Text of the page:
“I have people who live here now,” he says, sitting in his quiet, sunny apartment at Whitney Center in Hamden. “They come up to me and say, ‘You helped me understand my child better.’ What more can I ask for?”
Dr. LaCamera spent forty years practicing “the care of the whole child” as a pediatrician, alongside Dr. Morris A. Wessel, and later bringing in Dr. Robert Anderson, on Howard Avenue, across from Yale-New Haven Hospital. Their philosophy at the time was almost radical: that the physical health of the child was directly related to the stability and wellbeing of the family as a whole.
“To me, the focus was how to be a better parent. Because being a better parent automatically helps to have better caring for the child. It’s as simple as that. And, we felt that there were parents who should get some guidance from their pediatrician; we wanted to be available, to help.”
Starting out as a resident pediatrician in Louisville, Kentucky, Dr. LaCamera wanted more experience in cardiology, and was directed to Yale University.
“I didn’t even know that Yale had a medical school!” he laughs. He is currently Clinical Professor of Pediatrics and Nursing, Emeritus, at Yale School of Medicine.
When he first arrived in New Haven in 1954, as a fellow at Yale Medical School, Dr. LaCamera worked closely with families of children with cerebral palsy and other disabilities. In the years following his fellowship, as he and Dr. Wessel were establishing their practice, they realized there were not very many places where parents could otherwise get this guidance.
“A lot of pediatricians just wanted to treat the illness or disease. What Morris and I did was think, how would we be if we were the parent to each child we saw? What would we do? What would we be looking for?”
His outlook, experience and expertise led to Dr. LaCamera serving as medical director at Easter Seals/Goodwill Industries Rehab Center and at Area Cooperative Educational Services (ACES), helping parents and families with their roles and responsibilities in caring for children with different and various levels of need. But the focus was always on his practice and the families he made himself available to any hour of the day.
“Sometimes it’s the smallest thing – a few words at a regular office visit – that can change their lives,” he says, maintaining that as a reason he and Dr. Wessel never moved their office from Howard Avenue.
“We felt we needed to stay, in order to ensure people living in the inner city still had access to the medical practice. They couldn’t do that if we moved out to the suburbs.”
After retiring in 1996, Dr. LaCamera maintained his commitment to families and children, and turned to The Community Foundation for help in making a difference for years to come.
“When I retired, I thought ‘Where can I put some money and help to make a difference?’ If there was some money that was given [by friends and family], I wanted it to go toward helping families meet the needs of their children…that’s how all this started.”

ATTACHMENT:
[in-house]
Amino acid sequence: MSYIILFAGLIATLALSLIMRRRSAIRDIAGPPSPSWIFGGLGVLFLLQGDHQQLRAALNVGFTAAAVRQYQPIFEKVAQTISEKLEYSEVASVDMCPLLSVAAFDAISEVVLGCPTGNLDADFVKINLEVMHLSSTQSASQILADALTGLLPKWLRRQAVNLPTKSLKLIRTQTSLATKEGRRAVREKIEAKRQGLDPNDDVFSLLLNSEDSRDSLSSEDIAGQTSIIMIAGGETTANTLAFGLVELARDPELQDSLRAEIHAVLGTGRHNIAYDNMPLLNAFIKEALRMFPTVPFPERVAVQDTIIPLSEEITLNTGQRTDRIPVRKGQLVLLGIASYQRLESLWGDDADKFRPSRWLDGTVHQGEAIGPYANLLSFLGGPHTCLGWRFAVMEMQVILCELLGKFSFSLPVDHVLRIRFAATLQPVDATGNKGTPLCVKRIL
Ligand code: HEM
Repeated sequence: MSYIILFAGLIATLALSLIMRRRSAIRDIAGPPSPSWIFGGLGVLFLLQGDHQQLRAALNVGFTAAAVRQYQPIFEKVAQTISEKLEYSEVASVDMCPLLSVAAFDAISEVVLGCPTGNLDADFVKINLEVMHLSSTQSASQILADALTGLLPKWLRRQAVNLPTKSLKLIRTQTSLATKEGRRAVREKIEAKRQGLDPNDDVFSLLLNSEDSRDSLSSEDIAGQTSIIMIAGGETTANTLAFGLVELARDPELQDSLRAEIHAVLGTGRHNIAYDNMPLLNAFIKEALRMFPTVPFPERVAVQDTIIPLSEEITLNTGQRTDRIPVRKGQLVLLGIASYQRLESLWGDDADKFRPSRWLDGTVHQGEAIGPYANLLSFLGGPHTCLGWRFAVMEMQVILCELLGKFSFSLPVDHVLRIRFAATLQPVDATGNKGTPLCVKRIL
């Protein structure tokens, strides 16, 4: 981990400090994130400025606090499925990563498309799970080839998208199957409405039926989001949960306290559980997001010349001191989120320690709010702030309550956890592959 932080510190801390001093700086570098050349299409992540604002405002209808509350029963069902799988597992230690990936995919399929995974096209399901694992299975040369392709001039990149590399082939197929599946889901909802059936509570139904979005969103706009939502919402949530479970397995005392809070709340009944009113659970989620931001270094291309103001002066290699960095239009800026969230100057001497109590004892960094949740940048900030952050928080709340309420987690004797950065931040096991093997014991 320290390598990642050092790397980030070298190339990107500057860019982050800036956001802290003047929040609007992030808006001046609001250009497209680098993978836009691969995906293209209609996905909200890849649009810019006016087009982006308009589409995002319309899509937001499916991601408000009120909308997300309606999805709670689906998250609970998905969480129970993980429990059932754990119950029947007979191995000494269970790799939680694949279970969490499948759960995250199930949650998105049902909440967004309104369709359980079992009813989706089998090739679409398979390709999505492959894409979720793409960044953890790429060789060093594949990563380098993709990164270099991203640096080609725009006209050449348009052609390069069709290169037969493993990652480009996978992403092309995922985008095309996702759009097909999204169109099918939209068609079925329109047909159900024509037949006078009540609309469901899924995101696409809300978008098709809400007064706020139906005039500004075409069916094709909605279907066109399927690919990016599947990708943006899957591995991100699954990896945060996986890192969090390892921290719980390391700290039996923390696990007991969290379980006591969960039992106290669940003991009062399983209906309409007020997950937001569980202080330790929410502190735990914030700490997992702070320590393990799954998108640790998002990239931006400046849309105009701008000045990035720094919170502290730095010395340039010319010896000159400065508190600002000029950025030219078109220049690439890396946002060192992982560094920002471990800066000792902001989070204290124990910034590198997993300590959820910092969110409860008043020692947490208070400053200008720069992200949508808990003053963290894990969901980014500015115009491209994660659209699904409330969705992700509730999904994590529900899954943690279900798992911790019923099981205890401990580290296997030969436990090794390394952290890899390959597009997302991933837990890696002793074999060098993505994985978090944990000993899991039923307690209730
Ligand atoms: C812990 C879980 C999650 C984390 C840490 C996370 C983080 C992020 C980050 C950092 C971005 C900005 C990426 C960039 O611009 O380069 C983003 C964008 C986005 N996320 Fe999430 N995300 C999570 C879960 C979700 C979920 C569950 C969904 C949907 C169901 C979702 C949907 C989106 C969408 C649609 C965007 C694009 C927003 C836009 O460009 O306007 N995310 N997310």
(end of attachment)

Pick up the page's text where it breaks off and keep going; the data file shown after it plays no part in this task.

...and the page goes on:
The Responsible Parenting Fund honoring Robert. G. LaCamera, MD was initially established to train pediatricians in the manner that he and Dr. Wessel operated their practice.
“I can understand why some parents are not fully engaged in the care of their children, because it’s a job. And it’s changing every day, which pediatricians understand, but parents may not. And so, I felt my role was to help parents understand how they can be helpful.”
Over the years, the Fund’s purpose has changed. It is now a designated fund to benefit the Clifford W. Beers Guidance Clinic, which has a vision mirroring Dr. LaCamera’s own: that the outcome of a child’s wellbeing depends on that of the entire family, not simply treatment of the child.
“I’m an optimist, I’ve never not been. But being as optimist doesn’t mean everything in life is like a big bunch of flowers. Sometimes the flowers need help, whether it’s water or a change of environment.”
Being a caregiver came very naturally to Dr. LaCamera, who was actually the younger of twin brothers, by about fifteen minutes. His brother, Frank was a cardiologist in St. Petersburg, FL for more than fifty years before passing away in 2015. Their father was a general practitioner in Northeastern Ohio, where they were raised. Their grandmother was a midwife in Italy, before immigrating to the U.S. in 1883.
Dr. LaCamera was recently honored by the ACES Education Foundation for his commitment throughout the years to children. He has served on the ACES Education Foundation’s Board of Directors and has helped the organization with the formation of a multigenerational program at Whitney Center.
He is encouraged by the fact that psychosocial development is becoming more commonplace in schools and youth programs.
“What I always did, what we all did, was to see a problem, see what we could do, and then – when it became widespread – to move on.”
He says he is also interested in and inspired by the work of so many organizations to reintegrate citizens back into the workforce and their communities. He says the best thing for rising professionals and budding philanthropists to do is to keep their eyes and ears open to see where they can be helpful.
“As a community, what can we do, what must we do, to make a difference?”